The Density rating is determined by pile yarn weight, pile thickness and pile height. Think of it like a densely wooded forest where the trees are thick and packed closely together. 


Dig your fingers into the pile of the carpet. Are the fibers tightly packed or can you easily see the carpet backing? The more densely the tufts are packed together the more durable the carpet will be. Pile Density is the key to having a carpet retain its like-new appearance longer.

Pile Density ratings range from 1000 to 6000 and is determined using a mathematical formula based on the Pile Height and the Fiber Face-weight.


Here is the formula:  

Fiber Face-Weight x 36, divided by pile height (in decimal form) = Pile Density. 


For example, a 35 ounce face weight carpet with a half inch pile height would have a pile density rating of 2520 (35 x 36 divided by .5 = 2520). 


Take my free carpet foot traffic test to see what grade of carpet may be best for your application and foot traffic level. Take my Free Carpet Foot Traffic Test




What is Carpet Face-Weight?


Face-weight is the actual weight of the fiber used to manufacture the carpet pile, but does not include the weight of the carpet backing. Fiber Face-weight is not the same as Total Carpet Weight, which includes the weight of the carpet backing and the fiber face-weight. 


Most carpets have a face-weight between 20 ounces and 100 ounces, but the average face weight for a residential carpet is about 45 ounces. 


A higher face weight does not automatically mean the carpet is a better grade; is a higher quality; is more durable; or is more costly. Pile Density is the most important factor next to Fiber Type. 



What is Carpet Pile Height?


The Pile Height measurement is not usually shown on the carpet sample, however all you need is a tape measure to determine a close guess. I generally recommend a pile height of less than 3/4" to help reduce the chance of matting and crushing of the pile. 



What is the Carpet Tuft-Twist Rating?


The Tuft Twist is a major key to having your carpet retain its like-new appearance longer. 


With plush styles of carpets, the tufts of fibers are twisted in the same way that people curl their hair. The carpet fibers are grouped together into tufts and twisted while heat is applied to "set" the fibers permanently, hence the term "heat set".


Carpet fiber, also called yarn, is either extruded or twisted to form a single strand or "filament", These filaments are similar in size to a human hair. A bunch of filaments are grouped together and twisted together to form Tufts. While the strands are twisted, heat is applied to "set" them permanently, hence the term "heat set".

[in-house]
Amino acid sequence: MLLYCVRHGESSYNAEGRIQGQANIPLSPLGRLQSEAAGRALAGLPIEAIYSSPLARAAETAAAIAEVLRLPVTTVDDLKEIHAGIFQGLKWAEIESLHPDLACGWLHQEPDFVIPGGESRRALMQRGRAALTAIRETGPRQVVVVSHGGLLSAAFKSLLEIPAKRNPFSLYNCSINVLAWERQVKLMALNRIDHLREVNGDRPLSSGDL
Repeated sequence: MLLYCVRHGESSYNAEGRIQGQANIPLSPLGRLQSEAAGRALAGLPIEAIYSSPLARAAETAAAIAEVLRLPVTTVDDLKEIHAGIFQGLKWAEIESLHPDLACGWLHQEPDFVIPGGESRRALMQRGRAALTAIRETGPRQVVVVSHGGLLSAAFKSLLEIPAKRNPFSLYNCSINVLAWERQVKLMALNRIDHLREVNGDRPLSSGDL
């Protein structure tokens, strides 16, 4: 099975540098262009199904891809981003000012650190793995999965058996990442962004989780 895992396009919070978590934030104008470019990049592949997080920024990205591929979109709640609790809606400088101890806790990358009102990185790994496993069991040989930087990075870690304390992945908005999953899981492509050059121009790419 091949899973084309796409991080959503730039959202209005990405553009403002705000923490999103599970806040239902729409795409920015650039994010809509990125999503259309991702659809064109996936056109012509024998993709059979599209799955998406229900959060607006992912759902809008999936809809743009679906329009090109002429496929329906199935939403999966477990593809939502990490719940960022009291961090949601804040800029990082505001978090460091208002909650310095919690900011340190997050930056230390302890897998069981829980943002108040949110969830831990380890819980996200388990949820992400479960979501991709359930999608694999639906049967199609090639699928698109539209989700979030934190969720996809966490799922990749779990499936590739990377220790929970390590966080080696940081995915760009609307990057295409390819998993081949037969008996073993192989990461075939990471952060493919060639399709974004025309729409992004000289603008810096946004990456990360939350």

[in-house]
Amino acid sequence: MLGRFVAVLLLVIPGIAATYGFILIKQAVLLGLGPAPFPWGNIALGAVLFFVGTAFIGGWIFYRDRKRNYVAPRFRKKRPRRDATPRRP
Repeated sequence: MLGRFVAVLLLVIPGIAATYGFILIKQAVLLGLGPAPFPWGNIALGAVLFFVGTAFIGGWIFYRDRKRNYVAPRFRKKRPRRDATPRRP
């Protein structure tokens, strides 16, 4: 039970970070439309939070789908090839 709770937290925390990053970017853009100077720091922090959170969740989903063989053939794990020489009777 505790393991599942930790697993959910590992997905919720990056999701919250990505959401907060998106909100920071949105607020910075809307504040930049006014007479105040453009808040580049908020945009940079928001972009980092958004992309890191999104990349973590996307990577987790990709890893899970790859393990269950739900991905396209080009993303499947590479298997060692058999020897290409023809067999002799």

This is very similar to the way women might use a curling iron to create curls in their hairstyles. The tighter the tufts are twisted together, the more durable the carpet will be, and the longer the carpet can maintain its like-new appearance. 



This tuft has 7 twists and is a sign of a well-made, more durable carpet. 

Frieze styles have tufts similar to this.



This tuft has 4 twists and is not as durable. This is a sign of a lower-grade carpet. Inexpensive Plush and Textured Plush styles often have tufts similar to this.



The Number of Tuft Twists is an important key to making sure your carpet retains its like new appearance longer. Frieze styles tend to have a higher tuft twist (over 6) and is why they are well-known for their durability and retaining a like-new appearance longer than many other styles.

  • The Tuft Twist Rating is based on the number of twists per lineal inch of the tuft. 

  • The Tuft Twist numbers usually range from 3.0 to 7.5


Why Carpet Tuft-Twist Rating Matters


Carpets with a low Tuft Twist Rating (3 to 5) tend to untwist or “blossom” at the tuft tips more quickly, thus creating a worn out, frizzy looking or matted down appearance. 


Carpets seldom wear out from the loss of fiber, they just start to mat down; gradually lose the luster and shine; and just start to look bad. 


Once the tufts have blossomed and become matted down, it cannot be reversed. For this reason a Carpet with a higher Tuft-Twist (5.5 to 7.5) will retain its like-new appearance longer and tolerate a higher level of foot traffic. 


When comparing similar quality carpets side by side, you must consider the tuft twist rating to help you determine which carpet is the better choice. 


Carpets with a lower tuft twist rating tend to "blossom" more quickly and as a result will be less durable and will appear word out sooner.



Free Carpet Durability Guide Chart


Carpet Durability Guide Chart

Use my Carpet Durability Chart to better understand how carpet durability is determined in part by the number of twists each tuft has. 


Frieze styles typically have a very high tuft twist rating of at least 6 or more. 


That's the main reason why Frieze style carpets tend to wear better and last longer than many other carpet styles.


Learn more: 




About The Carpet Professor:

Looking to buy new carpeting but feeling overwhelmed by all the choices, options and potential scams? The Carpet Professor's website is a free unbiased carpet information resource and buying guide for consumers. Alan Fletcher is a retired 30-year industry expert and consumer advocate. He maintains a special hand-picked list of locally-owned carpet and flooring stores to recommend to his readers.